Argentina, Colombia, and Mexico Affix Their Ultra-Processed Foods With ‘Tobacco-Style’ Warning Labels — Should the US Follow Suit?

It's actually a pretty good idea.

<p>Food & Wine / Getty Images / Shutterstock</p>

Food & Wine / Getty Images / Shutterstock

Over a decade ago, Dr. Carlos Monteiro, a professor of nutrition and public health at the University of São Paulo and a nutritional epidemiologist, developed the NOVA classification for food. Under the system, foods are placed into one of four categories, ranging from unprocessed foods — like fresh fruits, vegetables, and meats — to ultra-processed foods (UPFs) that contain additives, flavorings, colorings, and sweeteners like high-fructose corn syrup.

After literally defining UPFs and studying the effects of diets high in UPFs, Dr. Monteiro recommends that UPFs be labeled with warning labels, similar to those on cigarette packages. He also advocates for public health campaigns that would warn the public about the potential dangers of excess UPF consumption.

Related: Ultra-Processed Food Linked to Heart Disease, Cancer, and 30 Other Health Conditions, Study Suggests

“UPFs are increasing their share in and domination of global diets, despite the risk they represent to health in terms of increasing the risk of multiple chronic diseases,” Montiero told The Guardian. “UPFs are displacing healthier, less processed foods all over the world, and also causing a deterioration in diet quality due to their several harmful attributes. Together, these foods are driving the pandemic of obesity and other diet-related chronic diseases, such as diabetes.”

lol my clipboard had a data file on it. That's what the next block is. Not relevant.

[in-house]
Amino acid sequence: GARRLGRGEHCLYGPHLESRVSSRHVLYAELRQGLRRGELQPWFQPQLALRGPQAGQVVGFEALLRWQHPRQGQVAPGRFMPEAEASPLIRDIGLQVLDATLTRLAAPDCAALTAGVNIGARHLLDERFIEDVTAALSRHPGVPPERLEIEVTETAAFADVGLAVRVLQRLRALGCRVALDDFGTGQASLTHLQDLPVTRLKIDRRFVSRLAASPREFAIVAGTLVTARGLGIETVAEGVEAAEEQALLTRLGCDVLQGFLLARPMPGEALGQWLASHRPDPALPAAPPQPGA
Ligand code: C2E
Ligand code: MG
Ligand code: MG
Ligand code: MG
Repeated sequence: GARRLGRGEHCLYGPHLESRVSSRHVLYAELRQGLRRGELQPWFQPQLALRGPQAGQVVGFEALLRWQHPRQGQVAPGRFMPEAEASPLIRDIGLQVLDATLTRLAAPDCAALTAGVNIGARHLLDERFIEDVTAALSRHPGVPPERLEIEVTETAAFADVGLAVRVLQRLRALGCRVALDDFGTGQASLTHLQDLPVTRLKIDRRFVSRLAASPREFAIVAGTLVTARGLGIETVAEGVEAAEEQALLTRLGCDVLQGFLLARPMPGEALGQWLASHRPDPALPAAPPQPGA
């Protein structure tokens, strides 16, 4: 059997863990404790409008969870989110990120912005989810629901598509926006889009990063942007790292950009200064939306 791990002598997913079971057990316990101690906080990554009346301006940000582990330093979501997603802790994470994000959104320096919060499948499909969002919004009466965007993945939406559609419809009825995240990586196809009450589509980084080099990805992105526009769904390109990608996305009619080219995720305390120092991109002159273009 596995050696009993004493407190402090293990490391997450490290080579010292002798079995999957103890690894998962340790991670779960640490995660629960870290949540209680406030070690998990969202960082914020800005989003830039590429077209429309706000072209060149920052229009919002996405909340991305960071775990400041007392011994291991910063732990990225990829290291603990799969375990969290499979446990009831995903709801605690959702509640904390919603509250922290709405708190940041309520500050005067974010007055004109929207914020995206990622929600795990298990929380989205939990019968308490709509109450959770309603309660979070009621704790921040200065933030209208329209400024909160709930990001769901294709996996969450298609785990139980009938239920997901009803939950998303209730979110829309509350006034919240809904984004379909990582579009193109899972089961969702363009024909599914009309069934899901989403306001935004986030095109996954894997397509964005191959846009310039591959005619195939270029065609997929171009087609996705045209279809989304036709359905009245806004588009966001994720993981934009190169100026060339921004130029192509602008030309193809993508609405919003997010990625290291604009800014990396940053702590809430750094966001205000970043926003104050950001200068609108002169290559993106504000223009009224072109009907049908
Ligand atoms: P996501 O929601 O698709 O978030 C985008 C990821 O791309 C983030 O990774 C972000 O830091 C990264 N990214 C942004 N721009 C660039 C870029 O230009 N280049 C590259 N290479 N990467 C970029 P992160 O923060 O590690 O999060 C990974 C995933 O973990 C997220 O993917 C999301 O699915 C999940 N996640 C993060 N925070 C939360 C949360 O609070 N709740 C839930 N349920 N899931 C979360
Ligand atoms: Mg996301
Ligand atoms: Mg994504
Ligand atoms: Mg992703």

Monteiro presented his findings—and his proposed warning label—at the International Congress on Obesity, which was held in São Paulo last week. He also proposed banning the sales of UPFs in schools and healthcare facilities, suggesting that UPFs should be taxed more heavily than fresher, less-processed options.

His concerns about the prevalence of UPFs aren’t unwarranted.

According to the New York Times, UPFs account for over two-thirds (67%) of the total calories that U.S. children and teenagers consume. Earlier this year, a study published in The BMJ suggested that those whose diets are high in UPFs are at an increased risk for 32 different mental and physical health conditions.

Related: Eating Like a Salmon Is Better Than Eating Actual Salmon, Study Finds

Although the concept of placing warning labels on UPFs hasn’t gone global yet, several countries in Latin America, including Argentina, Colombia, Peru, and Mexico, require warning labels on UPF packaging. The warnings, which are black octagons, alert the consumer that these products contain either excess calories, total fats, saturated fat, sodium, or sugar.

Not everyone is convinced that warning labels are the right way to address the ubiquity of UPFs. Dr. Hilda Mulrooney, a registered dietitian and nutritionist and visiting senior fellow at London’s Kingston University, says that it’s “very simplistic”  to compare foods — even UPFs — and cigarettes. “There is no such thing as a safe cigarette, even second-hand, so banning them is relatively straightforward in that the health case is very clear,” she told The Guardian

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